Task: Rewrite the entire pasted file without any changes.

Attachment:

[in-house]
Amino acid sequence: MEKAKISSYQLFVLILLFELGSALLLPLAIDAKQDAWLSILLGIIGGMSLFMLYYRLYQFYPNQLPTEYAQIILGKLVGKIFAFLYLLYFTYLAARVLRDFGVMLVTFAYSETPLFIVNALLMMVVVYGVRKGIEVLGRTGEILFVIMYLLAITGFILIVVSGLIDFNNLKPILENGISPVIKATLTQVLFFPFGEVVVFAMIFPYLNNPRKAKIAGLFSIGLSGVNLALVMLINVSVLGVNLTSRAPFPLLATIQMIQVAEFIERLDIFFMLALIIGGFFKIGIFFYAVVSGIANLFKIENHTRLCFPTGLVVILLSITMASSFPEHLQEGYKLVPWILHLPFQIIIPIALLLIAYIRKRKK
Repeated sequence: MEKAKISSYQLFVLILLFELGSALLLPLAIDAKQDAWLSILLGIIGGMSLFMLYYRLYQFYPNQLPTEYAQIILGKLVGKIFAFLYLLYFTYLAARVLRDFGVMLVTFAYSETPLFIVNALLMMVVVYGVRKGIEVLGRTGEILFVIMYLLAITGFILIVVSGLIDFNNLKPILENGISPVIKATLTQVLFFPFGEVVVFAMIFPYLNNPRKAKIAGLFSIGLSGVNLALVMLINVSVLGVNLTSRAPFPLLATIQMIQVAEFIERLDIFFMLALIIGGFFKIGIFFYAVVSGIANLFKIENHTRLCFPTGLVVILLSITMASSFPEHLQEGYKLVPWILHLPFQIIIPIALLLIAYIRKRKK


[in-house]
Amino acid sequence: MEKAKISSYQLFVLILLFELGSALLLPLAIDAKQDAWLSILLGIIGGMSLFMLYYRLYQFYPNQLPTEYAQIILGKLVGKIFAFLYLLYFTYLAARVLRDFGVMLVTFAYSETPLFIVNALLMMVVVYGVRKGIEVLGRTGEILFVIMYLLAITGFILIVVSGLIDFNNLKPILENGISPVIKATLTQVLFFPFGEVVVFAMIFPYLNNPRKAKIAGLFSIGLSGVNLALVMLINVSVLGVNLTSRAPFPLLATIQMIQVAEFIERLDIFFMLALIIGGFFKIGIFFYAVVSGIANLFKIENHTRLCFPTGLVVILLSITMASSFPEHLQEGYKLVPWILHLPFQIIIPIALLLIAYIRKRKK
Repeated sequence: MEKAKISSYQLFVLILLFELGSALLLPLAIDAKQDAWLSILLGIIGGMSLFMLYYRLYQFYPNQLPTEYAQIILGKLVGKIFAFLYLLYFTYLAARVLRDFGVMLVTFAYSETPLFIVNALLMMVVVYGVRKGIEVLGRTGEILFVIMYLLAITGFILIVVSGLIDFNNLKPILENGISPVIKATLTQVLFFPFGEVVVFAMIFPYLNNPRKAKIAGLFSIGLSGVNLALVMLINVSVLGVNLTSRAPFPLLATIQMIQVAEFIERLDIFFMLALIIGGFFKIGIFFYAVVSGIANLFKIENHTRLCFPTGLVVILLSITMASSFPEHLQEGYKLVPWILHLPFQIIIPIALLLIAYIRKRKK